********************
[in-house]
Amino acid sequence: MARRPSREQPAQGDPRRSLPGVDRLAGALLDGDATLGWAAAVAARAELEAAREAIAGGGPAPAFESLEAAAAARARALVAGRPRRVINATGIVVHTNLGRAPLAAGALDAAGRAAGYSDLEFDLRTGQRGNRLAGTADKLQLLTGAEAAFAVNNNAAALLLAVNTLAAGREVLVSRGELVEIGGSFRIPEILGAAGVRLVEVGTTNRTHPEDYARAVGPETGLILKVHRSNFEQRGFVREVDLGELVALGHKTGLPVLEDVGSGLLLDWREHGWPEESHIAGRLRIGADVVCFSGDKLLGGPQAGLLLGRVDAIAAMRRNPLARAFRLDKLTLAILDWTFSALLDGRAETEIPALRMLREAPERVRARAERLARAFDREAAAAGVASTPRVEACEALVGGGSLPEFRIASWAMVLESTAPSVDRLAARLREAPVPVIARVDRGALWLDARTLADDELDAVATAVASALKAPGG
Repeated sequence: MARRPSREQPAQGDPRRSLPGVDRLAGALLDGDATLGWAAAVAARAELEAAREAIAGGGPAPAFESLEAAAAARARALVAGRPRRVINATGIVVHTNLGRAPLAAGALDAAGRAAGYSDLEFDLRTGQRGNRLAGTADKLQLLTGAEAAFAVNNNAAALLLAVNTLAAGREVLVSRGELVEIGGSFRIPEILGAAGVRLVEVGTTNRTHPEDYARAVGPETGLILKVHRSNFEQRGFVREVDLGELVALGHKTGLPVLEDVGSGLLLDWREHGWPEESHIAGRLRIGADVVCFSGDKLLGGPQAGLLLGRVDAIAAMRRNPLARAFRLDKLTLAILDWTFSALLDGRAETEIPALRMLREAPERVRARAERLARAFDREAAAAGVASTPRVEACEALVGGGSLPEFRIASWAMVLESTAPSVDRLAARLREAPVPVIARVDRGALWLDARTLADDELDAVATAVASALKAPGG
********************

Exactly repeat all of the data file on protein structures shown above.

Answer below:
[in-house]
Amino acid sequence: MARRPSREQPAQGDPRRSLPGVDRLAGALLDGDATLGWAAAVAARAELEAAREAIAGGGPAPAFESLEAAAAARARALVAGRPRRVINATGIVVHTNLGRAPLAAGALDAAGRAAGYSDLEFDLRTGQRGNRLAGTADKLQLLTGAEAAFAVNNNAAALLLAVNTLAAGREVLVSRGELVEIGGSFRIPEILGAAGVRLVEVGTTNRTHPEDYARAVGPETGLILKVHRSNFEQRGFVREVDLGELVALGHKTGLPVLEDVGSGLLLDWREHGWPEESHIAGRLRIGADVVCFSGDKLLGGPQAGLLLGRVDAIAAMRRNPLARAFRLDKLTLAILDWTFSALLDGRAETEIPALRMLREAPERVRARAERLARAFDREAAAAGVASTPRVEACEALVGGGSLPEFRIASWAMVLESTAPSVDRLAARLREAPVPVIARVDRGALWLDARTLADDELDAVATAVASALKAPGG
Repeated sequence: MARRPSREQPAQGDPRRSLPGVDRLAGALLDGDATLGWAAAVAARAELEAAREAIAGGGPAPAFESLEAAAAARARALVAGRPRRVINATGIVVHTNLGRAPLAAGALDAAGRAAGYSDLEFDLRTGQRGNRLAGTADKLQLLTGAEAAFAVNNNAAALLLAVNTLAAGREVLVSRGELVEIGGSFRIPEILGAAGVRLVEVGTTNRTHPEDYARAVGPETGLILKVHRSNFEQRGFVREVDLGELVALGHKTGLPVLEDVGSGLLLDWREHGWPEESHIAGRLRIGADVVCFSGDKLLGGPQAGLLLGRVDAIAAMRRNPLARAFRLDKLTLAILDWTFSALLDGRAETEIPALRMLREAPERVRARAERLARAFDREAAAAGVASTPRVEACEALVGGGSLPEFRIASWAMVLESTAPSVDRLAARLREAPVPVIARVDRGALWLDARTLADDELDAVATAVASALKAPGG